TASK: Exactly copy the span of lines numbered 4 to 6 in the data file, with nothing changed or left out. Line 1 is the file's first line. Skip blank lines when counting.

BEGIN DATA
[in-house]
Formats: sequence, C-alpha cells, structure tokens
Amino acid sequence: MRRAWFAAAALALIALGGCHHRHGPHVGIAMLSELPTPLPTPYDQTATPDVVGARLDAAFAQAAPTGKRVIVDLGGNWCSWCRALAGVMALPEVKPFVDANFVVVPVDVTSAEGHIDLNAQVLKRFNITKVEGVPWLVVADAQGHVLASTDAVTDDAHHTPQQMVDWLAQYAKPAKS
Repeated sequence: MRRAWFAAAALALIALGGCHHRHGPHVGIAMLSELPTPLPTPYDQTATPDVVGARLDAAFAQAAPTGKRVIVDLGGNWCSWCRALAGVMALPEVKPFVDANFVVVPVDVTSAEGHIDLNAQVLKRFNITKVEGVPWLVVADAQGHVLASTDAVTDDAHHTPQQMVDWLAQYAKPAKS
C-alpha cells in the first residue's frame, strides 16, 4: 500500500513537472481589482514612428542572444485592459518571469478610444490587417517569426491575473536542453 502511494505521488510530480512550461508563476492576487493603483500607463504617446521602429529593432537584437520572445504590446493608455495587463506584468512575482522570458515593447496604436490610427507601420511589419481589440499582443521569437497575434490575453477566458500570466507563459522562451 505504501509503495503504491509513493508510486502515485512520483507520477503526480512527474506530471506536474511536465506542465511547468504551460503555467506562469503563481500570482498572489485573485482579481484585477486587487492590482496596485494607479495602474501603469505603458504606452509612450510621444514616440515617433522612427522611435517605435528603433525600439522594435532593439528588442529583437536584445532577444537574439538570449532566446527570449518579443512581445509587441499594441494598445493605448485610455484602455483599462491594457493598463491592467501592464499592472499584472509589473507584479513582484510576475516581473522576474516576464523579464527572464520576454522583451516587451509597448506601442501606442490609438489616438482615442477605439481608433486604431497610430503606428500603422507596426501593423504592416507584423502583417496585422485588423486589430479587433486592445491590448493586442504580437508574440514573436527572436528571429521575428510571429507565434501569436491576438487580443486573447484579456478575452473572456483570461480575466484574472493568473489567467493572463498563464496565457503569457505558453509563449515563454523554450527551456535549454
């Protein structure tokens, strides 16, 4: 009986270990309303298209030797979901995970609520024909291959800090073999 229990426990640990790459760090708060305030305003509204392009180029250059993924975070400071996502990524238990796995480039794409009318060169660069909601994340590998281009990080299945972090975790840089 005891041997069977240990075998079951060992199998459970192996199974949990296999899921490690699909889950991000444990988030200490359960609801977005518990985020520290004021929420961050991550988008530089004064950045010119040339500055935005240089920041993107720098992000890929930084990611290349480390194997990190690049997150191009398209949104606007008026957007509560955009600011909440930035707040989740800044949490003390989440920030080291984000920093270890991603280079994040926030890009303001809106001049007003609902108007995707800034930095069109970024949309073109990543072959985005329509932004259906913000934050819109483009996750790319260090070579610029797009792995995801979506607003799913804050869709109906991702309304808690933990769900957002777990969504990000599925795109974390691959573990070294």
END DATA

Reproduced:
Repeated sequence: MRRAWFAAAALALIALGGCHHRHGPHVGIAMLSELPTPLPTPYDQTATPDVVGARLDAAFAQAAPTGKRVIVDLGGNWCSWCRALAGVMALPEVKPFVDANFVVVPVDVTSAEGHIDLNAQVLKRFNITKVEGVPWLVVADAQGHVLASTDAVTDDAHHTPQQMVDWLAQYAKPAKS
C-alpha cells in the first residue's frame, strides 16, 4: 500500500513537472481589482514612428542572444485592459518571469478610444490587417517569426491575473536542453 502511494505521488510530480512550461508563476492576487493603483500607463504617446521602429529593432537584437520572445504590446493608455495587463506584468512575482522570458515593447496604436490610427507601420511589419481589440499582443521569437497575434490575453477566458500570466507563459522562451 505504501509503495503504491509513493508510486502515485512520483507520477503526480512527474506530471506536474511536465506542465511547468504551460503555467506562469503563481500570482498572489485573485482579481484585477486587487492590482496596485494607479495602474501603469505603458504606452509612450510621444514616440515617433522612427522611435517605435528603433525600439522594435532593439528588442529583437536584445532577444537574439538570449532566446527570449518579443512581445509587441499594441494598445493605448485610455484602455483599462491594457493598463491592467501592464499592472499584472509589473507584479513582484510576475516581473522576474516576464523579464527572464520576454522583451516587451509597448506601442501606442490609438489616438482615442477605439481608433486604431497610430503606428500603422507596426501593423504592416507584423502583417496585422485588423486589430479587433486592445491590448493586442504580437508574440514573436527572436528571429521575428510571429507565434501569436491576438487580443486573447484579456478575452473572456483570461480575466484574472493568473489567467493572463498563464496565457503569457505558453509563449515563454523554450527551456535549454
């Protein structure tokens, strides 16, 4: 009986270990309303298209030797979901995970609520024909291959800090073999 229990426990640990790459760090708060305030305003509204392009180029250059993924975070400071996502990524238990796995480039794409009318060169660069909601994340590998281009990080299945972090975790840089 005891041997069977240990075998079951060992199998459970192996199974949990296999899921490690699909889950991000444990988030200490359960609801977005518990985020520290004021929420961050991550988008530089004064950045010119040339500055935005240089920041993107720098992000890929930084990611290349480390194997990190690049997150191009398209949104606007008026957007509560955009600011909440930035707040989740800044949490003390989440920030080291984000920093270890991603280079994040926030890009303001809106001049007003609902108007995707800034930095069109970024949309073109990543072959985005329509932004259906913000934050819109483009996750790319260090070579610029797009792995995801979506607003799913804050869709109906991702309304808690933990769900957002777990969504990000599925795109974390691959573990070294």